Graham Reid | | 2 min read
The signature sound of the Beatles – three guitars, three singers and a backbeat – so changed the musical landscape in the early 60s that artists everywhere scrambled to catch up and copy it.
Kiwis were no exception.
From Ray Columbus and the Invaders' She's a Mod (an obscure British b-side) and the mop-tops (the Librettos), to polo-necks and suits (just about every band) and Tommy Adderley covering Ann Margret's bluesy I Just Don't Understand (“a jus'don unda-stun”) the Beatle-influence was an epidemic.
The first of these two discs – released on the anniversary of the Beatles' arrival in New Zealand 50 years ago – pulls together 37 songs from those mentioned as well as less known names like the Mods (from Hamilton), the Sierras, the Strangers and the menacingly garage sound of the Secrets (both with bassist Gary Thain who later joined Britain's Uriah Heep) and Christchurch's Vigilantes.
Here too are unexpected entries like Freddie Keil and the Kavaliers transitioning from pre-Beatles pop on Love Potion #9, the Layabouts channeling the guitar-jangle of the Searchers on their sole single We'll Meet Again, the great Jay Epae (who wrote Tumblin' Down) with 15 Girl Friends, and the generically-impressive Merseymen who played Auckland's Beatle Inn and had the late Dylan Taite on drums as “Jett Rink”.
Lotta guitar'n'beat-driven, yeah-yeah period pop with excellent brief liner notes and cover art.
Memory Lane for many, a time-tunnel for others.
Let Me Take You Down casts its net wider picking up artists covering Beatle songs down the decades including a previously unreleased version of The Inner Light by the Underdogs (on C'Mon, with sitar) and Jenny Morris with I've Just Seen a Face.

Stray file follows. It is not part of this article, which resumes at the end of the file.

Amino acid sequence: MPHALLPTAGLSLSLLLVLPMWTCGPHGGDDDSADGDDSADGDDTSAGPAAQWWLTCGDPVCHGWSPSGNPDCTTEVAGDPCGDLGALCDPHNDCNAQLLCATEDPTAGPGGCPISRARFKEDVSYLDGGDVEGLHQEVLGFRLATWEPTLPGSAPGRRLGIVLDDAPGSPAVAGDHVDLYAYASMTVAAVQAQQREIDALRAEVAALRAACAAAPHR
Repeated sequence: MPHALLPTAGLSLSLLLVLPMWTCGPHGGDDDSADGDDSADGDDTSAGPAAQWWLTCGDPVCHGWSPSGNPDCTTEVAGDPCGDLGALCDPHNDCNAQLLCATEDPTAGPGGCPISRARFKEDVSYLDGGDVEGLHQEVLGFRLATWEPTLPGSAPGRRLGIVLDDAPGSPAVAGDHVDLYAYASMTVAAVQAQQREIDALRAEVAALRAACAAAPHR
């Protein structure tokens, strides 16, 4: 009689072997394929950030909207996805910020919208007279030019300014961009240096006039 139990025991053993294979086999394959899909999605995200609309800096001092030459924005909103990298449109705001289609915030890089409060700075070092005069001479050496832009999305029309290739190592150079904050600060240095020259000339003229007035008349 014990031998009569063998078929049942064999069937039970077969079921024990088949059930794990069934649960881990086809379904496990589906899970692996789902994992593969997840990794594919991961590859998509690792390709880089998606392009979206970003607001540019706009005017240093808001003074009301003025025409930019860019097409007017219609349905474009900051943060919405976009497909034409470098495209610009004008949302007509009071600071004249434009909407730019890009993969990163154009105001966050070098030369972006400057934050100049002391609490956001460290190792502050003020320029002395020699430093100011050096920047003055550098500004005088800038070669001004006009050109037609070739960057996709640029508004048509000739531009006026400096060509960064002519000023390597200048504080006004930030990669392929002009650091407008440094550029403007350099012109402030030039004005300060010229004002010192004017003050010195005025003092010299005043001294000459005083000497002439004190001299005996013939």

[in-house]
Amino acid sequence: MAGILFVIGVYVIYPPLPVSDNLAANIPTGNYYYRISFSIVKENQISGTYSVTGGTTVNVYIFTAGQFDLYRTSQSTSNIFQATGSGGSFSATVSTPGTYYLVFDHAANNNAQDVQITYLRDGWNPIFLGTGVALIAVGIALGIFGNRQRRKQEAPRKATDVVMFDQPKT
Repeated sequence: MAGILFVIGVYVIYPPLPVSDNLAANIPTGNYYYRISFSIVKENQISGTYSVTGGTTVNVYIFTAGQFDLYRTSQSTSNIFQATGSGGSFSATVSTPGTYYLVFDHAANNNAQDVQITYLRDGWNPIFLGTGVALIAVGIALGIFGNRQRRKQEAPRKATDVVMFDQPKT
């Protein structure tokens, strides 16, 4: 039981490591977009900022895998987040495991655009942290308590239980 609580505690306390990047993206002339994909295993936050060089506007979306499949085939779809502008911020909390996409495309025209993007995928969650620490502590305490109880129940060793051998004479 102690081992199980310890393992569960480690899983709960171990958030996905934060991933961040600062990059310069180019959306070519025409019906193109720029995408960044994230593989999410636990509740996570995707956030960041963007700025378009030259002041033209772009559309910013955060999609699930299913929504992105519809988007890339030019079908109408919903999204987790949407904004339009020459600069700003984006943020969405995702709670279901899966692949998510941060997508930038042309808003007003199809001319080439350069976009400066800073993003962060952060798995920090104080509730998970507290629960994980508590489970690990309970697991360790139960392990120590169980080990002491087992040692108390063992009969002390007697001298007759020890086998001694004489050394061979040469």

After Dinah Lee's fairly typical cash-in of the time (“Johnny and George and Ringo and Paul, yeah-yeah, we love e'm all”), here are 25 interpretations which are mostly faithful but some artists making the material their own, including the Rebels with a soulful take on Good Day Sunshine (from 69) and Max Merritt taking a similar approach on Hey Jude (70), a thumping Hey Bulldog by Tom Thumb (with punchy horns) and the Brainchilds from 94 with an electro-minimal treatment of the trippy Tomorrow Never Knows.
Annie Crummer offers a bombastic and over-wrought Imagine (hammered home with equal lack of restraint by The Gotham City Express), guitar Peter Posa delivers a clean instrumental version of I Feel Fine, and there's a heftily orchestrated Long and Winding Road/Yesterday by Larry Morris.
Heretical but uber-Fabfan Chris Knox gate-crashes the respectful proceedings with a multi-tracked Baby You're a Rich Man from an obscure '87 cassette recorded at home with a drum machine. It closes with the sampled sound of Telethon donations being read out. Witty.
Of these two well packaged albums, the upbeat former is the stronger by being more focused, and -- to a greater or lesser degree -- a splendid time is guaranteed for all.